Globe Grasps

Conquer this tricky third stage obstacle

These globes may not look intimidating, but they can be quite slick to your grip and a huge drain to your upper body. The globe grasps have appeared here and there throughout Sasuke and even American Ninja Warrior 4 (Midwest/Mid-South semi finals). Overall, the globe grasp has appeared in 9 sasuke tournaments ( 9-12, 19-23). In addition, there have been various forms of this obstacle. Version 1 was originally completely horizontal.

Ninja Warrior Globe Grasps

After Makoto Nagano's total victory in Ninja Warrior 17, it was decided to bring the globe grasp back, and make it even more difficult by angling the entire obstacle downward from sasuke 19 onward. It was even angled upward in ANW. Some of the best have struggled at this obstacle. Competitor Daisuke Nakata failed this obstacle 3 times in a row! (Sasuke 9-11). Even All-Star Toshihiro Takeda was defeated by it in sasuke 9! However people like grand champion Yuugi Urushihara and others have been able to complete the globe grasp without a problem. By looking at their technique, we can find out why and how these competitors are able to do better and thus we can adapt to using their technique as well.

Building the Globe Grasps

One of the easiest ways to build this obstacle is to use either baseballs, softballs or anything similar in shape that works best for you (metal balls like the ones used in the show may be the best but would be very expensive). globe grasp closeup

Start by drilling a hole all the way through the center each of your globes. You should then put a large screw through your hole. This screw will serve to attach each of your globes to your "support beam" which is what your globes hang off of. This means that the screw will be hanging upside down, with the lip holding up your globes and the pointed side into your support (See the image to left for an illustration).


Tip: it's best to take a small piece of metal pipe and put it over the screw so that you don't hurt your hands on any sharp parts when hanging on the globes.


To make the support beam, the best way would be to make a wooden ladder and either hang it horizontally from the ceiling or nail it horizontally between two trees. That way, you can place your globes on either side of the ladder like they are placed in the show (e.g. see image at the top of this page). If this method is too difficult for you, you could just hang all your globes in a row from one beam.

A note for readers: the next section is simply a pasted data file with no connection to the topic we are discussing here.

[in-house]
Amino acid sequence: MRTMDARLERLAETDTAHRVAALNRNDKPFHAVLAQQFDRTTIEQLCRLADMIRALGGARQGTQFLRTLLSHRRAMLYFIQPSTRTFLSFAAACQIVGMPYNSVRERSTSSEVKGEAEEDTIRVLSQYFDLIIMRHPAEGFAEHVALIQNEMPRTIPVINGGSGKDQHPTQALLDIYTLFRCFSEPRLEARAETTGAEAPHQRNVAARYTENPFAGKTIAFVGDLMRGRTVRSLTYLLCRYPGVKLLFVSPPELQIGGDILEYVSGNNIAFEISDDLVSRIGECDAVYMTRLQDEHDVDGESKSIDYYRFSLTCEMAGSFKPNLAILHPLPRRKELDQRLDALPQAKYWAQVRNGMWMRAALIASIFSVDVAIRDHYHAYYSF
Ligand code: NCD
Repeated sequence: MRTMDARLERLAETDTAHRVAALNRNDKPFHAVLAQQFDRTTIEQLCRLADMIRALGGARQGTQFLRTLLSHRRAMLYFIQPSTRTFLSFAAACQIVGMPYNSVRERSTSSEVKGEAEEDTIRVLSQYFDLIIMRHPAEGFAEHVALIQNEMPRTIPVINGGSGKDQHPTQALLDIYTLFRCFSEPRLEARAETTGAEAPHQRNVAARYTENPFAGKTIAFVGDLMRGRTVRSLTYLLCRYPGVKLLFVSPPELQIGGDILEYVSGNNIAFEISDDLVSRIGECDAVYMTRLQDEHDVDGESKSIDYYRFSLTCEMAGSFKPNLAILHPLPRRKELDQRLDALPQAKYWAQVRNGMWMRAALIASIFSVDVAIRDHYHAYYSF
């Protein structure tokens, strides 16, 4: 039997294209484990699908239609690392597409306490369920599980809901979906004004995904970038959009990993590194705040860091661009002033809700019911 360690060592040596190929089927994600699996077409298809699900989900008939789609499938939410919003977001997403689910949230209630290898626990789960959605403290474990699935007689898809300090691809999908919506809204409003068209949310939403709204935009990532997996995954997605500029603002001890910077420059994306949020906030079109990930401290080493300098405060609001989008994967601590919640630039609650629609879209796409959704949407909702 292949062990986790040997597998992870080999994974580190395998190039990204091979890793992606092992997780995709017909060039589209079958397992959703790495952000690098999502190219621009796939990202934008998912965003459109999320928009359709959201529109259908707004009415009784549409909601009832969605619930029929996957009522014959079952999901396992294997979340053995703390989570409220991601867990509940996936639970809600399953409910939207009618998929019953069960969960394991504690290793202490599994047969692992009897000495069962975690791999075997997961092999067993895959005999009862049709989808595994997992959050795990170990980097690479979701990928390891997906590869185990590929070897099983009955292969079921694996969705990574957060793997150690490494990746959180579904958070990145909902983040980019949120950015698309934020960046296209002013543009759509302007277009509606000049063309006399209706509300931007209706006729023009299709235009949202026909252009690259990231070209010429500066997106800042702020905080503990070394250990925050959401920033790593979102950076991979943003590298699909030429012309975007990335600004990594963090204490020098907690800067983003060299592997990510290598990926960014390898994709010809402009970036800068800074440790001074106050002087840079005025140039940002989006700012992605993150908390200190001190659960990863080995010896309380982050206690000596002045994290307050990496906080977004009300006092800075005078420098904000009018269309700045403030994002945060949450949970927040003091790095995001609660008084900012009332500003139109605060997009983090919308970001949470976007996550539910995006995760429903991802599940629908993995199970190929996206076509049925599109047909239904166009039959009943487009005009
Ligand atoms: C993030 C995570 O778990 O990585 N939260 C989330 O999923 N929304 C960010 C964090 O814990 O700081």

Navigate the Globe Graps

There are 2 techinques to complete this obstacle. They each have to do with how you grip the globes. The 1st method is what I like to call the "claw method" cause you hand is shaped similar to a claw. The screw will be between your middle and index finger. This is one of the most common techniques and has been used by the all stars. The advantage for the "claw" method is that with this grip you really lock yourself onto the globe, and even if you miss a grab to the next globe you will still be able to hang on since your grip is super tight. The disadvantage is that you will go slower on the globes using this method because this grip makes you take time before each move and every extra second drains your upper body strength. Only after lots of practice will you be able to move quickly with this grip.


The second grip is much like how you hold a water bottle. You will squeeze the globe together with your thumb on one side of the bolt/screw and your 4 other fingers on the other side. Same with this technique there are advantages and disadvantages. The advantage is that this grip allows you to go very fast! (Evan Roehl, "I have mastered this technique and can complete the globe grasps in 4 seconds, I still takes lots of practice though"). The disadvantage is that your grip is not as secure, so if you miss a reach to the next globe, you're almost guaranteed to slip off and let go. There are pros and cons for both grips, but in the end, it's mainly just whichever grip feels comfortable for you.


Tips: keep your arms held up at 90 degrees! This makes it much easier to do (much like the cliffhanger and unstable bridge). Try to keep good momentum going forward (I've notice that swinging to the side a bit can be helpful as long as you don't overdue it. The globe grasps are not that difficult of an obstacle. Evan Roehl, "I was able to clear them easily on my very 1st try but like some of the other early stage 3 obstacles this is meant to tire you out" so that the other obstacles can finish you off, so it's best to use the least strength possible.


Exercises: there are a few exercises you can do prepare for the globe grasps
1). Cliffhanger pull-ups - these really help strengthen your grip strength and gives that rock hard grip for the "claw" method 
2). Pull-ups - pull-ups help with almost any stage 3 obstacle and this one is no different
3). 1 arm pull-ups - these can be beneficial because If you miss a globe you could be dangling by 1 arm and need to reach back up.
4). 1 arm holds/ 2 arm holds - holding you your self up on a bar with your arms at 90 degrees with 1 or 2 arms can help simulate part of globe grasps
5). Vertical grips - griping onto a rope or towel or something like the roulette cylinder or nun chuck swing trains you for the second type of grip

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